On cooking

A short piece about cooking I wrote for my Gotham Creative Nonfiction Workshop.


6/7/20232 min read

Two pizzas cut into slices
Two pizzas cut into slices

I love cooking. Like writing, to me it is not a hobby; it is something my soul feels it must do. I get so much joy and satisfaction from doing anything in my kitchen. I have gleefully spent all day preparing a meal, declining offers of help, only to watch as friends demolish it all in forty-five sumptuous minutes.

Perhaps this is because my childhood was filled with women who could cook. The joy of cooking was palpable. They made it look instinctual, as if it came from some source of divine inspiration. When I ventured out on my own I realized it was a skill I would need to nurture. I was not going to become my mother or grandmother overnight.

There were disasters — undercooked chicken, overcooked chicken, sunken cakes, and flavorless blobs. But nothing ever required the fire department, and I never made anyone sick (that I know of). My knowledge and skills have grown over the years, so I feel confident enough to compose a meal from what I have on hand. Like a super chill version of Chopped or something.

And, like any self-professed foodie, I watch cooking shows and I scroll through Instagram. I think culinary taste-makers have made cooking look intimidating and out of reach for the average person. All these shows and Instagram foodies make some feel like cooking is meant to be difficult and must achieve five-star perfection, or look Instagram-ready.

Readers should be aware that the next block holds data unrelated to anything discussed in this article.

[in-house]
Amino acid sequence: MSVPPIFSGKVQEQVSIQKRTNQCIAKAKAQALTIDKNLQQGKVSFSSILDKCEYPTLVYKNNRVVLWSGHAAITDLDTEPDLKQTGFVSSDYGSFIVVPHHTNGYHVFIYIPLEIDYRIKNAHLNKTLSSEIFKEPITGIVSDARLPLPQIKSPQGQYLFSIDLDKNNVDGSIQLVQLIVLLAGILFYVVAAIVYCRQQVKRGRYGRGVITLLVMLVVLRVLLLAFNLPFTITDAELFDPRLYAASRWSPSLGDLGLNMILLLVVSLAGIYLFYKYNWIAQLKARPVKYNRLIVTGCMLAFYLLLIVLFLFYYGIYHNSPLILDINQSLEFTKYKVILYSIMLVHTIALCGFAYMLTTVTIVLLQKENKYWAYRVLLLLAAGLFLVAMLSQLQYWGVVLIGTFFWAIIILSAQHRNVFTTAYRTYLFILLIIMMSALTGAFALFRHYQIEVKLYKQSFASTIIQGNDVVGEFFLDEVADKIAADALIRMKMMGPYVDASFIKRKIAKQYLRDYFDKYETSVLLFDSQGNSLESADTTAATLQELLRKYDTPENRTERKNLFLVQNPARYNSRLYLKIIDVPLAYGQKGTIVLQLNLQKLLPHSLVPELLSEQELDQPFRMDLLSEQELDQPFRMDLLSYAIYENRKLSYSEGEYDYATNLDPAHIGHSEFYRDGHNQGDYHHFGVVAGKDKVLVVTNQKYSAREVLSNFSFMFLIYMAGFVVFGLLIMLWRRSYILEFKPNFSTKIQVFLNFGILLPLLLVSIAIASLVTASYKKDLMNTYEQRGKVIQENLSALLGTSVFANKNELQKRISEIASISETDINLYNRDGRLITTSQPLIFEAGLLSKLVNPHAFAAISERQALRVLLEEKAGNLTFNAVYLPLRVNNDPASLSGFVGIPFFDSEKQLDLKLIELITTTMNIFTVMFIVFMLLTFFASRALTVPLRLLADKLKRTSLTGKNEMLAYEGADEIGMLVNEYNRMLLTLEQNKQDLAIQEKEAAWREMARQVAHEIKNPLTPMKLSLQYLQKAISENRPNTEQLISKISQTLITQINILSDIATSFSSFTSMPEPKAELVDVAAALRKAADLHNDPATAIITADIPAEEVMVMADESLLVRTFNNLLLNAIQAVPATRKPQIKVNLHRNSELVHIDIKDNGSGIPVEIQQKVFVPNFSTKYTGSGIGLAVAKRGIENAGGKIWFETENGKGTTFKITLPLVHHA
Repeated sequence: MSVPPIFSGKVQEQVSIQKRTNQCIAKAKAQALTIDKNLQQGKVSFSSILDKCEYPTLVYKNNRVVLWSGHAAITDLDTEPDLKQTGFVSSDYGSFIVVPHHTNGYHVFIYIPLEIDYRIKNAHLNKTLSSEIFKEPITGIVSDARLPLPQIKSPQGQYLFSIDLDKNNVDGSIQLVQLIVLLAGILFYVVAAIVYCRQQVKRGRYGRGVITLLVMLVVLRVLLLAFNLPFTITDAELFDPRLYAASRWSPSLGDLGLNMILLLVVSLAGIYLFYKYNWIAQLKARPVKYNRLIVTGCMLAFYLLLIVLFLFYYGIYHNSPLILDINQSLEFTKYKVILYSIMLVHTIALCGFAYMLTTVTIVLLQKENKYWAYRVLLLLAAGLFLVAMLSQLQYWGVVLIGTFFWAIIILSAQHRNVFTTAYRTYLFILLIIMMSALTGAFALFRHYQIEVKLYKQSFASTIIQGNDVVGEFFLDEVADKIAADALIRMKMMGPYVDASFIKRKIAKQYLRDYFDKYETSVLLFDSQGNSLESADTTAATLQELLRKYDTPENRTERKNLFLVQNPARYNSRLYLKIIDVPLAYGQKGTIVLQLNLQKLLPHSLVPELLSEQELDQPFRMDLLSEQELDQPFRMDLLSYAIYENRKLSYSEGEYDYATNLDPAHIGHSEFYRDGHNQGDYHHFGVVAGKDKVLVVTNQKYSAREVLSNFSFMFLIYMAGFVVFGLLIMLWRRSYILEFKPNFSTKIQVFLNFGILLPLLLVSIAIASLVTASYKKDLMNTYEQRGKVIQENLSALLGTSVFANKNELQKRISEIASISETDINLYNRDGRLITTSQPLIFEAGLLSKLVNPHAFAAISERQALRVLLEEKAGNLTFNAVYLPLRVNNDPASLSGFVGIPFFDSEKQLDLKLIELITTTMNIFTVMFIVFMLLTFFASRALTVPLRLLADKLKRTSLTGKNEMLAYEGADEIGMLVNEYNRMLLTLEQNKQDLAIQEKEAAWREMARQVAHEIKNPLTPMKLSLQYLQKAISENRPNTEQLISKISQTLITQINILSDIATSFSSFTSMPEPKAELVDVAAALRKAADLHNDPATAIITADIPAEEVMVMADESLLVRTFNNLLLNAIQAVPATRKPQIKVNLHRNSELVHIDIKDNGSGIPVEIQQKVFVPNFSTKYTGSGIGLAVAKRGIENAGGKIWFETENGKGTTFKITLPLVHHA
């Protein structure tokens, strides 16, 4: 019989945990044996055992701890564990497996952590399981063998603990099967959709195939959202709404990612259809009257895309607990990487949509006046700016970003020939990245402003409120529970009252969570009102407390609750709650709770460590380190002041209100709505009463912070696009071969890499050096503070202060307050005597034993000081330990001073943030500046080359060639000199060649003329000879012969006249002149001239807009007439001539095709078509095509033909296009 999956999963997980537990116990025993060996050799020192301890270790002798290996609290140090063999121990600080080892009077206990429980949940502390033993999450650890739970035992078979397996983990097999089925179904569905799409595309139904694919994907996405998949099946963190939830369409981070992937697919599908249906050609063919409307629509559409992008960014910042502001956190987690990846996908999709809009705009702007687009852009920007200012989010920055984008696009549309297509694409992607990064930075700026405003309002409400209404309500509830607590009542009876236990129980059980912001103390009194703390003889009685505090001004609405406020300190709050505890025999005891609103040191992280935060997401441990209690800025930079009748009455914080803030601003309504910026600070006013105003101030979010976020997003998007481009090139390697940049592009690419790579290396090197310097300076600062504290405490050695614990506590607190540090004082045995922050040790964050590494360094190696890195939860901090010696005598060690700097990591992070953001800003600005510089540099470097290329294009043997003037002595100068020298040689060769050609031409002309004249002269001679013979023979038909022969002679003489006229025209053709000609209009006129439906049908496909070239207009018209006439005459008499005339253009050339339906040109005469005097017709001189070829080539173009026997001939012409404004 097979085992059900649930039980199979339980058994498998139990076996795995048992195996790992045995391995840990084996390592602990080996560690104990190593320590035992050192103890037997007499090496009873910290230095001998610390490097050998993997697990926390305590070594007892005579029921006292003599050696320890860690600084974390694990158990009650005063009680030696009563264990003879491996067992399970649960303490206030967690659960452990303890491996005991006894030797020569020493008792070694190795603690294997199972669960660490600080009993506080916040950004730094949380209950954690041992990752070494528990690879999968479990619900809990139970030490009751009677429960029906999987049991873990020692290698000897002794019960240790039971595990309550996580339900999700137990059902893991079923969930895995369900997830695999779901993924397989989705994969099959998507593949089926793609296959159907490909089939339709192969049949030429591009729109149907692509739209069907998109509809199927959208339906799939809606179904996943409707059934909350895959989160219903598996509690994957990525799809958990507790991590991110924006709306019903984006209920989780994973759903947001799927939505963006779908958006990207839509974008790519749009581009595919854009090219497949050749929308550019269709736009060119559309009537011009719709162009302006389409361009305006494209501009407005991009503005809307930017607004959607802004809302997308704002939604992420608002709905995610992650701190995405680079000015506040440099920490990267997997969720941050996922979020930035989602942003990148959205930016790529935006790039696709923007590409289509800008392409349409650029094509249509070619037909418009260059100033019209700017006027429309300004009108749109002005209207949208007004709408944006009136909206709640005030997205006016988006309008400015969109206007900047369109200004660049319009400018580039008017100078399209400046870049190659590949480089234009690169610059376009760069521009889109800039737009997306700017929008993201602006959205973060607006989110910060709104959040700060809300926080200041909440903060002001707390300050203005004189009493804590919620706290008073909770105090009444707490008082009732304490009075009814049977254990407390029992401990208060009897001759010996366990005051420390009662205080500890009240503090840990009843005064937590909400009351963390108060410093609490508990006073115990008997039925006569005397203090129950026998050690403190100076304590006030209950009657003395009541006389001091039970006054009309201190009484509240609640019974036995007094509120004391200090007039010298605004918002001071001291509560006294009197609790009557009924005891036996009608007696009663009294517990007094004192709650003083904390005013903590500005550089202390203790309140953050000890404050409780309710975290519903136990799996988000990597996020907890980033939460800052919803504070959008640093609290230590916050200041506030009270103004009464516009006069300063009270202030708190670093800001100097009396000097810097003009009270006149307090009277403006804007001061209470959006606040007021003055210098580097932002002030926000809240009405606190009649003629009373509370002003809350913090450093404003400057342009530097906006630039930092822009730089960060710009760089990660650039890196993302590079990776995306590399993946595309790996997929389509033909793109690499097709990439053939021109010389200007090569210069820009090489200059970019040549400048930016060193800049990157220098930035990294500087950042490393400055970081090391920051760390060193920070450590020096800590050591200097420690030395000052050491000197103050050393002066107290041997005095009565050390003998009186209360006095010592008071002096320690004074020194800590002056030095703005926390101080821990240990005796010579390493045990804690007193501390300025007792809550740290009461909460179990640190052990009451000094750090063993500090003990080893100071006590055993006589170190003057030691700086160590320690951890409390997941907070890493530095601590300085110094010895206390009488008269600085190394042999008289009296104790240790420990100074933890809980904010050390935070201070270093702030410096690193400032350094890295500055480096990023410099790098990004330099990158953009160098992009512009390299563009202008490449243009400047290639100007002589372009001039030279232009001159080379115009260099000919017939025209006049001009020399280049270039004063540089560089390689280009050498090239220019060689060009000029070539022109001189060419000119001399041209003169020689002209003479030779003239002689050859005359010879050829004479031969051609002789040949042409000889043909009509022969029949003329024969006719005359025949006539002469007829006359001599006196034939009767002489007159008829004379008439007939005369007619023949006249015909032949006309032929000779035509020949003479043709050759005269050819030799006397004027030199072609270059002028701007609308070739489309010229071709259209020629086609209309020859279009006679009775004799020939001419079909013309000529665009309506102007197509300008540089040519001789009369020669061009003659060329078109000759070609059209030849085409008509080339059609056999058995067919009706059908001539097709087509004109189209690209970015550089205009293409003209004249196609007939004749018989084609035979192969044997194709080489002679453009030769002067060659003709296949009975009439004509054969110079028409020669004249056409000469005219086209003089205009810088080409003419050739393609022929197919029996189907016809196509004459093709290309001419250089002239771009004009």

So now you have people who need to feed families thinking they must use the freshest ingredients or the most exotic cooking method to do so. I want people to understand that when you’re cooking to survive it doesn’t matter if it’s beautifully plated. Use the canned or frozen vegetables, the cheaper cut of meat; as long as it’s nutritious and tasty and feeds your family, you’re doing fine.

Cooking should not be about shouting, shaming, or plated perfection. If anything deters someone from attempting something new it’s expecting perfection on your first try.

The media have taken the idea of cooking — a learnable skill that improves lives — and glamorized it in the name of drama and ratings, which is a shame, because I think everyone should know how to cook. Or at least not be afraid of the kitchen and know some basics, like frying an egg or boiling some pasta. Cooking is a vital skill and I’m thankful my mother and grandmother passed that on to me.

I guess cooking isn’t taught in home economics classes anymore. I asked my 12-year-old cousin about the class. “What’s that?” she said, and went back to her phone.

Apparently knowing how to feed yourself won’t get you into college. What a way to ensure the next generation is afraid of kitchen knives and can’t even cook pasta, relying solely on Grubhub for sustenance. And a steady cast of characters for future seasons of Worst Cooks in America.

Tacos al pastor
Tacos al pastor